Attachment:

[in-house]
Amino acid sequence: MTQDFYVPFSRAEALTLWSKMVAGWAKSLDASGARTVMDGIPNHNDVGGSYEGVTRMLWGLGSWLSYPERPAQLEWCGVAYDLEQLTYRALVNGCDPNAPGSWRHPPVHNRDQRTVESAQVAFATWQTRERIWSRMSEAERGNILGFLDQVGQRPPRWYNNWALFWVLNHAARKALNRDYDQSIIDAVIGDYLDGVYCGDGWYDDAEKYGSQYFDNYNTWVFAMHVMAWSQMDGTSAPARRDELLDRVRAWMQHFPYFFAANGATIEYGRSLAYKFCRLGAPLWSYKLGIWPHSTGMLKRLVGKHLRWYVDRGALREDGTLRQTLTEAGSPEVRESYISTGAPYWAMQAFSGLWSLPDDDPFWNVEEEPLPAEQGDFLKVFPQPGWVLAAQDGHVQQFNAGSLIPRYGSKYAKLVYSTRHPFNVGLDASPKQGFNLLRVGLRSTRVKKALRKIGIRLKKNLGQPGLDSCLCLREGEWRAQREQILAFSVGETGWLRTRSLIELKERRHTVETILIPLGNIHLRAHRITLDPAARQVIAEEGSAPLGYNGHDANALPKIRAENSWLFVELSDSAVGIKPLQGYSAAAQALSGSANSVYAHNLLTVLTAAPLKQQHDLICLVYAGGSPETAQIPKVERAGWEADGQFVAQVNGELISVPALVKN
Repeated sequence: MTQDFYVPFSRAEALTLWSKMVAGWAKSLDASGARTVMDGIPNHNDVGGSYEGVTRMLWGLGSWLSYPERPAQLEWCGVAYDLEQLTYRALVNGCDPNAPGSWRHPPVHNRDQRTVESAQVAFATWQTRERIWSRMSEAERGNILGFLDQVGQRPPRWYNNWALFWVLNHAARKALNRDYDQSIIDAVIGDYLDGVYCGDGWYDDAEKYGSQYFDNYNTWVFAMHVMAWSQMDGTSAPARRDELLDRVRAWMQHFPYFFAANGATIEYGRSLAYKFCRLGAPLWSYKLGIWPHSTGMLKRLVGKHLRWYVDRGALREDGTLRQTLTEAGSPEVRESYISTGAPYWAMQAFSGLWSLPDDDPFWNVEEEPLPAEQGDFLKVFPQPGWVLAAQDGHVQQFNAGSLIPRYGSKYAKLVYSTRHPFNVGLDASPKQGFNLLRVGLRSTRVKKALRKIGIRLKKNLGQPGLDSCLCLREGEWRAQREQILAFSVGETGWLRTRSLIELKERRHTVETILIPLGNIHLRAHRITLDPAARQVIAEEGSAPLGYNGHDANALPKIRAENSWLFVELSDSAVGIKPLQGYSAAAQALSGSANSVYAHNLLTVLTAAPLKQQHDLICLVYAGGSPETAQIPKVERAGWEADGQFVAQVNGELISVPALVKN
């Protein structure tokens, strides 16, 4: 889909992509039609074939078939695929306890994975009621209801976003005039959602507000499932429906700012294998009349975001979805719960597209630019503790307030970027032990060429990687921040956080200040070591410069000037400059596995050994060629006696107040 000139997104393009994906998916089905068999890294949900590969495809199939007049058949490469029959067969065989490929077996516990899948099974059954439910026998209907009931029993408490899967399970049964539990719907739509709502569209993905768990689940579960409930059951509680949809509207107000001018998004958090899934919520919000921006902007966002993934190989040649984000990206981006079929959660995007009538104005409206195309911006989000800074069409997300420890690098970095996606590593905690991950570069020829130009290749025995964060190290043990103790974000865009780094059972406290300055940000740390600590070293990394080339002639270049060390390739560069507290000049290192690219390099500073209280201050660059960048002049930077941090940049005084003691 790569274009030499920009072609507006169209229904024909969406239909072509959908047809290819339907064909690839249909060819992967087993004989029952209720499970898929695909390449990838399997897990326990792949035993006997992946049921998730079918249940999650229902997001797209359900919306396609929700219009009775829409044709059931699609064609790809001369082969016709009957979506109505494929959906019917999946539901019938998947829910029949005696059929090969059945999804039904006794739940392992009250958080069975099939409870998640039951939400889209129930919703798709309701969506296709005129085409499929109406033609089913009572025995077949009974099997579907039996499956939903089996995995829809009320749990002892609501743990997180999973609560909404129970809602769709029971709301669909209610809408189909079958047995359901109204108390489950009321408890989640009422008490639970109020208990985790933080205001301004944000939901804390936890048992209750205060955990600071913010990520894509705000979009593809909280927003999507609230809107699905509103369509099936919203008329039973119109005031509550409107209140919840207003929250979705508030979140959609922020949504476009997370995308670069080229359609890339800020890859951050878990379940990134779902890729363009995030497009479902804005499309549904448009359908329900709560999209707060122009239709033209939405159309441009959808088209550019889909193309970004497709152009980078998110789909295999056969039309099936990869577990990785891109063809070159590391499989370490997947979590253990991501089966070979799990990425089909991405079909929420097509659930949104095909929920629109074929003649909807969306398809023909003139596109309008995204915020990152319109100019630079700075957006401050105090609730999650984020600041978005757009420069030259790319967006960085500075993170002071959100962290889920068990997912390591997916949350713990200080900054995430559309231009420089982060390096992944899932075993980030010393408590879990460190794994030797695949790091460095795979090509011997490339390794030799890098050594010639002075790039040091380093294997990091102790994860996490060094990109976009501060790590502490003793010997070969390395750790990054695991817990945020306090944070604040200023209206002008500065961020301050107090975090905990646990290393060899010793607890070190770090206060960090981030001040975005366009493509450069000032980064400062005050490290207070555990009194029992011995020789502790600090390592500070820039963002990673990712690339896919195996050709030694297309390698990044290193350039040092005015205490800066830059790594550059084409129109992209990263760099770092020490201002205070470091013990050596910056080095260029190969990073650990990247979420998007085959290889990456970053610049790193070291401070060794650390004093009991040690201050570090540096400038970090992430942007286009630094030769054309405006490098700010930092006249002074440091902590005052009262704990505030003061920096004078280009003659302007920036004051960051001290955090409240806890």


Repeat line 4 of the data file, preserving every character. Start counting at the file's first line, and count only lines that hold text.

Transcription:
């Protein structure tokens, strides 16, 4: 889909992509039609074939078939695929306890994975009621209801976003005039959602507000499932429906700012294998009349975001979805719960597209630019503790307030970027032990060429990687921040956080200040070591410069000037400059596995050994060629006696107040 000139997104393009994906998916089905068999890294949900590969495809199939007049058949490469029959067969065989490929077996516990899948099974059954439910026998209907009931029993408490899967399970049964539990719907739509709502569209993905768990689940579960409930059951509680949809509207107000001018998004958090899934919520919000921006902007966002993934190989040649984000990206981006079929959660995007009538104005409206195309911006989000800074069409997300420890690098970095996606590593905690991950570069020829130009290749025995964060190290043990103790974000865009780094059972406290300055940000740390600590070293990394080339002639270049060390390739560069507290000049290192690219390099500073209280201050660059960048002049930077941090940049005084003691 790569274009030499920009072609507006169209229904024909969406239909072509959908047809290819339907064909690839249909060819992967087993004989029952209720499970898929695909390449990838399997897990326990792949035993006997992946049921998730079918249940999650229902997001797209359900919306396609929700219009009775829409044709059931699609064609790809001369082969016709009957979506109505494929959906019917999946539901019938998947829910029949005696059929090969059945999804039904006794739940392992009250958080069975099939409870998640039951939400889209129930919703798709309701969506296709005129085409499929109406033609089913009572025995077949009974099997579907039996499956939903089996995995829809009320749990002892609501743990997180999973609560909404129970809602769709029971709301669909209610809408189909079958047995359901109204108390489950009321408890989640009422008490639970109020208990985790933080205001301004944000939901804390936890048992209750205060955990600071913010990520894509705000979009593809909280927003999507609230809107699905509103369509099936919203008329039973119109005031509550409107209140919840207003929250979705508030979140959609922020949504476009997370995308670069080229359609890339800020890859951050878990379940990134779902890729363009995030497009479902804005499309549904448009359908329900709560999209707060122009239709033209939405159309441009959808088209550019889909193309970004497709152009980078998110789909295999056969039309099936990869577990990785891109063809070159590391499989370490997947979590253990991501089966070979799990990425089909991405079909929420097509659930949104095909929920629109074929003649909807969306398809023909003139596109309008995204915020990152319109100019630079700075957006401050105090609730999650984020600041978005757009420069030259790319967006960085500075993170002071959100962290889920068990997912390591997916949350713990200080900054995430559309231009420089982060390096992944899932075993980030010393408590879990460190794994030797695949790091460095795979090509011997490339390794030799890098050594010639002075790039040091380093294997990091102790994860996490060094990109976009501060790590502490003793010997070969390395750790990054695991817990945020306090944070604040200023209206002008500065961020301050107090975090905990646990290393060899010793607890070190770090206060960090981030001040975005366009493509450069000032980064400062005050490290207070555990009194029992011995020789502790600090390592500070820039963002990673990712690339896919195996050709030694297309390698990044290193350039040092005015205490800066830059790594550059084409129109992209990263760099770092020490201002205070470091013990050596910056080095260029190969990073650990990247979420998007085959290889990456970053610049790193070291401070060794650390004093009991040690201050570090540096400038970090992430942007286009630094030769054309405006490098700010930092006249002074440091902590005052009262704990505030003061920096004078280009003659302007920036004051960051001290955090409240806890």